ICANN is set to vote this Friday on whether to launch the controversial .xxx internet domain, which would be used purely for pornography.

Supporters say adult content would be easier to regulate if it had its own cordoned section of the web. But critics including religious leaders say the move could make adult content too easy to find, while others complain that increased filtering could harm the right to freedom of speech.

"This clearly is a controversial issue, and an issue that polarises, and that conflict is mirrored on the board," said Paul Twomey, chief executive of ICANN, the Internet Corporation For Assigned Names and Numbers. He spoke during a conference call with reporters yesterday at the beginning of a meeting of the organisation held in Lisbon, Portugal.

"We are still actively seeking input on the issue, and the degree of feedback we've received has been vigorous, with the overwhelming amount of public feedback on the negative rather than the positive. I can't tell you what the outcome will be because I don't know," he said.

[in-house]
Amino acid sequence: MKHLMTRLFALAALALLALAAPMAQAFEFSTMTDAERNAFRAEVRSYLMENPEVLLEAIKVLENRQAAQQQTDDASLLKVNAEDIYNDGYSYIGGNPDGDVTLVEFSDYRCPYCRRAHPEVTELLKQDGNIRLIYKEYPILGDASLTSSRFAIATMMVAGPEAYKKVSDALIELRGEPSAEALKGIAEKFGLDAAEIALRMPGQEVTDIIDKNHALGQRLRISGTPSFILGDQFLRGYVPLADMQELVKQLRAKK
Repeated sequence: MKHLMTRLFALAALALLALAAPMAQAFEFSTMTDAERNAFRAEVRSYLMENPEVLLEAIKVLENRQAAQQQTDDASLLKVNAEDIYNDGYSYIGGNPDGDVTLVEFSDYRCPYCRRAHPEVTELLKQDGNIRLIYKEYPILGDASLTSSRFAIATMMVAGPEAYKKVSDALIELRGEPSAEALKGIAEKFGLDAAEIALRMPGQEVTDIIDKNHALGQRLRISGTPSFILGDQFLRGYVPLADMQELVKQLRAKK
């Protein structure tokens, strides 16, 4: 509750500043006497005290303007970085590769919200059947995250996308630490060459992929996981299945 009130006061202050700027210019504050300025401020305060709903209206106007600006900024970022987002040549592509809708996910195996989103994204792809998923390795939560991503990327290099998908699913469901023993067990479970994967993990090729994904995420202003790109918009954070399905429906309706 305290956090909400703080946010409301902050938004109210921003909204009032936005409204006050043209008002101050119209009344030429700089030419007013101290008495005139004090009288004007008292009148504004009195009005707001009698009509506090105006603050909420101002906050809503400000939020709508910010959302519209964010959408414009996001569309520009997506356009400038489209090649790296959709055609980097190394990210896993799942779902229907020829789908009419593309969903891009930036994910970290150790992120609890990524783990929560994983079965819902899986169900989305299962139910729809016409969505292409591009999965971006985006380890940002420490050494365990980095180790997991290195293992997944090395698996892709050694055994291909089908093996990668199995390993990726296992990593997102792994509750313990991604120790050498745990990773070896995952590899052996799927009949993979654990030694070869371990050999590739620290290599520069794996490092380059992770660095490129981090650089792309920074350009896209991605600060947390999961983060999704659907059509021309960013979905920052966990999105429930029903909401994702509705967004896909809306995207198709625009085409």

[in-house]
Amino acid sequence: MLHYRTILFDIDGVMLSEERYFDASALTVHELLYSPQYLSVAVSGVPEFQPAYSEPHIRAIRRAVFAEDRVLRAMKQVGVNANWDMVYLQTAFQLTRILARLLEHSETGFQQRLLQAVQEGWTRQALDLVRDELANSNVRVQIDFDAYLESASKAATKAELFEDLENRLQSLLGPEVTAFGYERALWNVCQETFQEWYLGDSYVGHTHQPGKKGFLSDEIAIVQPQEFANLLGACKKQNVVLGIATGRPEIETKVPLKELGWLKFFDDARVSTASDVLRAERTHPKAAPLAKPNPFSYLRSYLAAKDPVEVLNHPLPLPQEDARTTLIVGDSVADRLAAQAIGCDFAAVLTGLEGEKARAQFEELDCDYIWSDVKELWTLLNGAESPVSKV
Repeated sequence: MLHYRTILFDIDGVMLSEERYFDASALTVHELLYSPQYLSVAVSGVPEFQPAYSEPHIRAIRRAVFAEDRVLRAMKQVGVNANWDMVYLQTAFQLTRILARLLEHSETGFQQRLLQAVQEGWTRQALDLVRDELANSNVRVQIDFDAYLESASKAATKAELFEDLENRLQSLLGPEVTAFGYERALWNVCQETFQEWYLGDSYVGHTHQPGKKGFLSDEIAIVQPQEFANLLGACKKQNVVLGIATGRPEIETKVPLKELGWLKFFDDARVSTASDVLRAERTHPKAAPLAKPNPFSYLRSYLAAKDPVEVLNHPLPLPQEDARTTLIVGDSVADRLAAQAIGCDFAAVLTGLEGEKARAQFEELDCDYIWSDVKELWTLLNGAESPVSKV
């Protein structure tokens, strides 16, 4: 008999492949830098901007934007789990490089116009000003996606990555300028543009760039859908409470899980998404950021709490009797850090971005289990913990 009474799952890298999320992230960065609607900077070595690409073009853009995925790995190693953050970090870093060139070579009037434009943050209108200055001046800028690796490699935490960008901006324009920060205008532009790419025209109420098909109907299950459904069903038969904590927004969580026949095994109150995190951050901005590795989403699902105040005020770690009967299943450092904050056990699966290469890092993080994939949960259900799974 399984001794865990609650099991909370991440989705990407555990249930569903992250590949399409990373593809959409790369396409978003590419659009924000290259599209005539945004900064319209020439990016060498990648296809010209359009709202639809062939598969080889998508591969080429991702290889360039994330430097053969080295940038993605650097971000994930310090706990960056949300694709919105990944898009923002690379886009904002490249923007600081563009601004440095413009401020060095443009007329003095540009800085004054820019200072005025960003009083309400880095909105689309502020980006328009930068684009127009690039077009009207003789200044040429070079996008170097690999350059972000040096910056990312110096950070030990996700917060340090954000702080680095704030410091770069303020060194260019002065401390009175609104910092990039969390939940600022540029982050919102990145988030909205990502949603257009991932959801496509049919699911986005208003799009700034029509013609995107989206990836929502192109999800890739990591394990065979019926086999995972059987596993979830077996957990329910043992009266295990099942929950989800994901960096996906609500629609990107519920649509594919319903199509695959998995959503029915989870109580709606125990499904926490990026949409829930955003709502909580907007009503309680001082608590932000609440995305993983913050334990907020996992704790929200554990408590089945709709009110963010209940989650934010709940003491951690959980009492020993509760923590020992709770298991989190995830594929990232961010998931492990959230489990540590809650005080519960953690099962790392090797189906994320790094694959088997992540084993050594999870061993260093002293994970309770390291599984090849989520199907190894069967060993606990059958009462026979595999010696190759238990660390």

The ICANN board will consider many other issues this week, such as how ISPs could have better reacted to a root server attack in February and how to handle two-letter domain codes for countries that no longer exist, like Yugoslavia (.yu) and the Soviet Union (.su). Also under discussion are ICANN's legal options in terminating the accreditation of RegisterFly.com, a domain registrar with a history of customer service complaints.

ICANN is pushing RegisterFly to avoid a new round of conflict resolution talks, and instead submit to ICANN's demands to send a bulk transfer of its users' data to an accredited registrar. If it does not, then ICANN could ask a court to force the transfer.

The owners of RegisterFly are fighting each other for the company in court. In the meantime, customers have reported that their domain names expire prematurely or are impossible to renew. ICANN has begun the process of ending RegisterFly's accreditation.

RegisterFly did not respond to requests for comment.

The incident could push ICANN to change the way it screens registrars, said Twomey. The industry has evolved from the original Network Solutions monopoly to a market filled with many competing registrars. ICANN today lists about 860 registrars for 80 million domain names.

"Microsoft requires you to pass tests before you sell their software, but we don't require you to have any accredited skill set to become a registrar. Perhaps that's something we need to address," Twomey said.